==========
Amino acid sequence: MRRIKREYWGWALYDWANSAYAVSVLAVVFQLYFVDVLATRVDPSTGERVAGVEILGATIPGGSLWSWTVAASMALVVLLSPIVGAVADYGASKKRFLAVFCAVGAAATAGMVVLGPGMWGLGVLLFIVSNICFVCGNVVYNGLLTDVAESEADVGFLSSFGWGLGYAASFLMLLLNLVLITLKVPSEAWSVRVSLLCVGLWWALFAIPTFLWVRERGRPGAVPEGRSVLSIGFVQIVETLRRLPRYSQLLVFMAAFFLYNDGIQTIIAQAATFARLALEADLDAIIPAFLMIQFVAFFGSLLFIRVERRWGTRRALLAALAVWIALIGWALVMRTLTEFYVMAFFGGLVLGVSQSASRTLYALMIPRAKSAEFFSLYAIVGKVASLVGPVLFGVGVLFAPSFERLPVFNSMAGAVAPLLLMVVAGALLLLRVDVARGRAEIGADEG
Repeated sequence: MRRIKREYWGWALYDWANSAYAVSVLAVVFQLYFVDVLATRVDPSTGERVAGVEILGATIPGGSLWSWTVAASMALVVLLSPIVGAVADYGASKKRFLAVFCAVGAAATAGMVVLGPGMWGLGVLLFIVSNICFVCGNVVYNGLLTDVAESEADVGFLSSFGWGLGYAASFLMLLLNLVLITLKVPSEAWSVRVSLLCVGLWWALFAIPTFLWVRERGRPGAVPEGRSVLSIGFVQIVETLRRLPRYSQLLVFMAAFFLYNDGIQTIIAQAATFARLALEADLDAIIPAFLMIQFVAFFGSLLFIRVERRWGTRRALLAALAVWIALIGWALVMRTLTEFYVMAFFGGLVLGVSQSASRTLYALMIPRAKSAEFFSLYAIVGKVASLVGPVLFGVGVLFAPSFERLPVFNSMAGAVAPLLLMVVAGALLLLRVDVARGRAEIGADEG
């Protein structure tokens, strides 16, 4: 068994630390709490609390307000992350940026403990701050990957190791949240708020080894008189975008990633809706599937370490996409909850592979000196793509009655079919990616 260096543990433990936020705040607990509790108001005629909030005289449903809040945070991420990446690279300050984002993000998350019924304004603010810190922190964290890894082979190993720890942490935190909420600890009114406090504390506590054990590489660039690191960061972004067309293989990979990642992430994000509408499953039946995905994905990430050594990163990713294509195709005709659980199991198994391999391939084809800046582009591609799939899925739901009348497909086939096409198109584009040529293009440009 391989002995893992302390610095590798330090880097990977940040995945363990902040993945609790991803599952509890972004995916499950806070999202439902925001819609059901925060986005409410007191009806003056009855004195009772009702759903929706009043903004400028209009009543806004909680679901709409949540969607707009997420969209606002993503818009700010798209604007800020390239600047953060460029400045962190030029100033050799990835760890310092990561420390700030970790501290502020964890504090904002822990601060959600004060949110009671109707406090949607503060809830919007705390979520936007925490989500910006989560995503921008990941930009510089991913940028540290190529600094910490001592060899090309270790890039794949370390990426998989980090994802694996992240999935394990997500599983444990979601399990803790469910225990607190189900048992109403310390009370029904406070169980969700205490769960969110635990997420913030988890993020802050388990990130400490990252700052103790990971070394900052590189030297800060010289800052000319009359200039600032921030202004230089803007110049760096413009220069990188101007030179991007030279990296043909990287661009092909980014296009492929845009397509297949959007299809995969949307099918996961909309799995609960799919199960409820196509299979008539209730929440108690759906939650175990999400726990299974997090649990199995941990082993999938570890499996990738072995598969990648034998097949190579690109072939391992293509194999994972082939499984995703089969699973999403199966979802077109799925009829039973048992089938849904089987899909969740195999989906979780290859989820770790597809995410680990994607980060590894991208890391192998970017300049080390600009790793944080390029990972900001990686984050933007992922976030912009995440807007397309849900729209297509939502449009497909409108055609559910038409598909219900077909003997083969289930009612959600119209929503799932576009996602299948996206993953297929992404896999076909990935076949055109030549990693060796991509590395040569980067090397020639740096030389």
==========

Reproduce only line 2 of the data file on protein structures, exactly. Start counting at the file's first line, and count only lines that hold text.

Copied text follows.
Repeated sequence: MRRIKREYWGWALYDWANSAYAVSVLAVVFQLYFVDVLATRVDPSTGERVAGVEILGATIPGGSLWSWTVAASMALVVLLSPIVGAVADYGASKKRFLAVFCAVGAAATAGMVVLGPGMWGLGVLLFIVSNICFVCGNVVYNGLLTDVAESEADVGFLSSFGWGLGYAASFLMLLLNLVLITLKVPSEAWSVRVSLLCVGLWWALFAIPTFLWVRERGRPGAVPEGRSVLSIGFVQIVETLRRLPRYSQLLVFMAAFFLYNDGIQTIIAQAATFARLALEADLDAIIPAFLMIQFVAFFGSLLFIRVERRWGTRRALLAALAVWIALIGWALVMRTLTEFYVMAFFGGLVLGVSQSASRTLYALMIPRAKSAEFFSLYAIVGKVASLVGPVLFGVGVLFAPSFERLPVFNSMAGAVAPLLLMVVAGALLLLRVDVARGRAEIGADEG